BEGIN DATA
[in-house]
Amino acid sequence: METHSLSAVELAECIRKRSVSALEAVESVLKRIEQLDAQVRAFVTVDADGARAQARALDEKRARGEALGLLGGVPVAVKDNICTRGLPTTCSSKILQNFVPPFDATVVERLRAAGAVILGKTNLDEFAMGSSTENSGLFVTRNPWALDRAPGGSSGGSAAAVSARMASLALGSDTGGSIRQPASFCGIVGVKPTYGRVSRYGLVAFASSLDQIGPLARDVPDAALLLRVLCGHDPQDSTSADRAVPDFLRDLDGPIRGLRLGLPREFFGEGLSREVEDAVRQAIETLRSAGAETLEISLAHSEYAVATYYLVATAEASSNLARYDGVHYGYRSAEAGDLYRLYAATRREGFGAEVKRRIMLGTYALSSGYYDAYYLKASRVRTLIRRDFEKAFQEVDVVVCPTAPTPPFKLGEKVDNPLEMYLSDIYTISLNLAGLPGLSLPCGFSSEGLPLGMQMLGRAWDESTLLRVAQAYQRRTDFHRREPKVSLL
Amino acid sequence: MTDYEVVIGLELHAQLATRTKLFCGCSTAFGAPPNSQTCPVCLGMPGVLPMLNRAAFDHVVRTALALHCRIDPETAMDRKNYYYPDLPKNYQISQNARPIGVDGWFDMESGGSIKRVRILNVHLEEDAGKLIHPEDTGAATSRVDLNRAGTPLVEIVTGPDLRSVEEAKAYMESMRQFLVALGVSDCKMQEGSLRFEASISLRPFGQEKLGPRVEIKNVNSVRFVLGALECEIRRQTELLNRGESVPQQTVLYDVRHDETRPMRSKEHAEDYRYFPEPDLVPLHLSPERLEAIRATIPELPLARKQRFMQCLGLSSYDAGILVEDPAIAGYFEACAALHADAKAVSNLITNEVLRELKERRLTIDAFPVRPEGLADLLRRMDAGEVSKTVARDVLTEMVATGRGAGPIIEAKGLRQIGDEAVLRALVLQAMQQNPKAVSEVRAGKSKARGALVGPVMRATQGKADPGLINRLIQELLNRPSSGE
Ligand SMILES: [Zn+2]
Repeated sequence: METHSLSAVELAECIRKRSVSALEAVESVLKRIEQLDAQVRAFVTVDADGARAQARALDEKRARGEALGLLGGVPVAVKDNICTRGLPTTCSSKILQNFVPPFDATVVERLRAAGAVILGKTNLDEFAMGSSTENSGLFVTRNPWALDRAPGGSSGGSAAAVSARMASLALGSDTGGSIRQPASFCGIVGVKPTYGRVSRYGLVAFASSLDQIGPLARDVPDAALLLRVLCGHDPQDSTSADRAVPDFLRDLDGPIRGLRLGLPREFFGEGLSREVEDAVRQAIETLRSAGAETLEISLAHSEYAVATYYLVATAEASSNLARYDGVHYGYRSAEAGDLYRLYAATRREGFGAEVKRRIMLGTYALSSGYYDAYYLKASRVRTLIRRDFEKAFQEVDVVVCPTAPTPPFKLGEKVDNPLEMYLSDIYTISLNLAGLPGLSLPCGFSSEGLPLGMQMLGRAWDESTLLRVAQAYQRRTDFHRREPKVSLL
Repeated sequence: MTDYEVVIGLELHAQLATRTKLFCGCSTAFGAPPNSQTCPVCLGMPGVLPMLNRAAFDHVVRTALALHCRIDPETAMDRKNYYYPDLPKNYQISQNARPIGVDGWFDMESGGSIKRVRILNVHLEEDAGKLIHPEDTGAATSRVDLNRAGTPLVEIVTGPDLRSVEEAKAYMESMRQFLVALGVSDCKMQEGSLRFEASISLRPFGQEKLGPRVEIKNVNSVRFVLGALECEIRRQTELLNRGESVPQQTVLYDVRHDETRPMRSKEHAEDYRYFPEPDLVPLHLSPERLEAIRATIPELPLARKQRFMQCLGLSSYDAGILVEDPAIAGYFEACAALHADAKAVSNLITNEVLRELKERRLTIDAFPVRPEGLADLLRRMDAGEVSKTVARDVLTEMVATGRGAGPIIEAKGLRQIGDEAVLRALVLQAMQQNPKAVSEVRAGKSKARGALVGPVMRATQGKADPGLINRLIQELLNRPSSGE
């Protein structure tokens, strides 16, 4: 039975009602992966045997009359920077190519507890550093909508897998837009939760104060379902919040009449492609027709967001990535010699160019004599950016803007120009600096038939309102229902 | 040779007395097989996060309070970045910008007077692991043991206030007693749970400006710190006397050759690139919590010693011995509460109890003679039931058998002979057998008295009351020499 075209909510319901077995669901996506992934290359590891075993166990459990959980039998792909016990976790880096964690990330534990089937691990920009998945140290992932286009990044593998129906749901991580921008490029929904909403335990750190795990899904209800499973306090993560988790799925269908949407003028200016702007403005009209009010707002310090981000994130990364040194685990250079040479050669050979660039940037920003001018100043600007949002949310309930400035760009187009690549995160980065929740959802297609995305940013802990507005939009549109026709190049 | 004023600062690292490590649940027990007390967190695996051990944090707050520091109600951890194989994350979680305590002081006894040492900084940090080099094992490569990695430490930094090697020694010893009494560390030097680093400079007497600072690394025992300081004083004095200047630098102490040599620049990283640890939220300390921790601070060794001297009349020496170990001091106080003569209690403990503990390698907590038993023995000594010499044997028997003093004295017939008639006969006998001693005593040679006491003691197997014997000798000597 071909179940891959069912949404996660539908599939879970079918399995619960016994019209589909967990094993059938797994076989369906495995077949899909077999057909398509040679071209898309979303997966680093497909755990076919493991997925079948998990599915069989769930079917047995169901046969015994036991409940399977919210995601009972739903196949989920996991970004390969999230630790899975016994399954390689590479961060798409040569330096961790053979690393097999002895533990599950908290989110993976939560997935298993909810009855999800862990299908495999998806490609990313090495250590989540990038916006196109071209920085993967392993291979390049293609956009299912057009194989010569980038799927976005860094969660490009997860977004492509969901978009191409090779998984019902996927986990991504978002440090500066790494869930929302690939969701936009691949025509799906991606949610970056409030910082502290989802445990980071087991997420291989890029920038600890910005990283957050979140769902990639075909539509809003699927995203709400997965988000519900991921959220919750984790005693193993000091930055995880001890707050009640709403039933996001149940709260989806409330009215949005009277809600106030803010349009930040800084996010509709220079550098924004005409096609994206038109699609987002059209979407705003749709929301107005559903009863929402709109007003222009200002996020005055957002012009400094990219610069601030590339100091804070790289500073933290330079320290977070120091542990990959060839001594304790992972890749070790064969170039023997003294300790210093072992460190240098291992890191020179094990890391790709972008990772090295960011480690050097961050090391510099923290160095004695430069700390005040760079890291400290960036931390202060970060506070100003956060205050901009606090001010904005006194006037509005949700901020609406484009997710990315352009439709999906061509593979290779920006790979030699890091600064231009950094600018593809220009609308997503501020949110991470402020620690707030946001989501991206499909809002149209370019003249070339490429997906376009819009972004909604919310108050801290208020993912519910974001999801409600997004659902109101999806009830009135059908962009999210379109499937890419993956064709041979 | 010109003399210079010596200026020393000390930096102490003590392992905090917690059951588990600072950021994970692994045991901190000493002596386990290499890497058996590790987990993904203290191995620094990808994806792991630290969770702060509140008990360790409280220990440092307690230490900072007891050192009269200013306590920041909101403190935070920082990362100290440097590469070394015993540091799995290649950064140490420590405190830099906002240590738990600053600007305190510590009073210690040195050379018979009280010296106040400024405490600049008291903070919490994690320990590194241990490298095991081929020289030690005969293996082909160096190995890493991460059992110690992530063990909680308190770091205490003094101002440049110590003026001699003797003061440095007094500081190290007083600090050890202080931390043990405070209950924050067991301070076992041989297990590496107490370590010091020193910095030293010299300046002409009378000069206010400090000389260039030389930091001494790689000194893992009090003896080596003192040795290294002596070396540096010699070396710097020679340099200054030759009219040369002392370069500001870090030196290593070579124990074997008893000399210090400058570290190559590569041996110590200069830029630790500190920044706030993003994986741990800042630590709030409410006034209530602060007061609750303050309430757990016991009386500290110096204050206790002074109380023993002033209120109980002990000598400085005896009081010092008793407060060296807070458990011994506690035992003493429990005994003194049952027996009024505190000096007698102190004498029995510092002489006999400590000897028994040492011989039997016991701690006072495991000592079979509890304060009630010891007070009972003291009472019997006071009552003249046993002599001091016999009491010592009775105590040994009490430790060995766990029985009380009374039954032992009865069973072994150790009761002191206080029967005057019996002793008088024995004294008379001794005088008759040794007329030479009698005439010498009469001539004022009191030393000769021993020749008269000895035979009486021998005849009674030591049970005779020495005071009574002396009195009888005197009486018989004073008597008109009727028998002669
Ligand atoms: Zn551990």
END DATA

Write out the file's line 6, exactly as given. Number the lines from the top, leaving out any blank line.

Repeated sequence: MTDYEVVIGLELHAQLATRTKLFCGCSTAFGAPPNSQTCPVCLGMPGVLPMLNRAAFDHVVRTALALHCRIDPETAMDRKNYYYPDLPKNYQISQNARPIGVDGWFDMESGGSIKRVRILNVHLEEDAGKLIHPEDTGAATSRVDLNRAGTPLVEIVTGPDLRSVEEAKAYMESMRQFLVALGVSDCKMQEGSLRFEASISLRPFGQEKLGPRVEIKNVNSVRFVLGALECEIRRQTELLNRGESVPQQTVLYDVRHDETRPMRSKEHAEDYRYFPEPDLVPLHLSPERLEAIRATIPELPLARKQRFMQCLGLSSYDAGILVEDPAIAGYFEACAALHADAKAVSNLITNEVLRELKERRLTIDAFPVRPEGLADLLRRMDAGEVSKTVARDVLTEMVATGRGAGPIIEAKGLRQIGDEAVLRALVLQAMQQNPKAVSEVRAGKSKARGALVGPVMRATQGKADPGLINRLIQELLNRPSSGE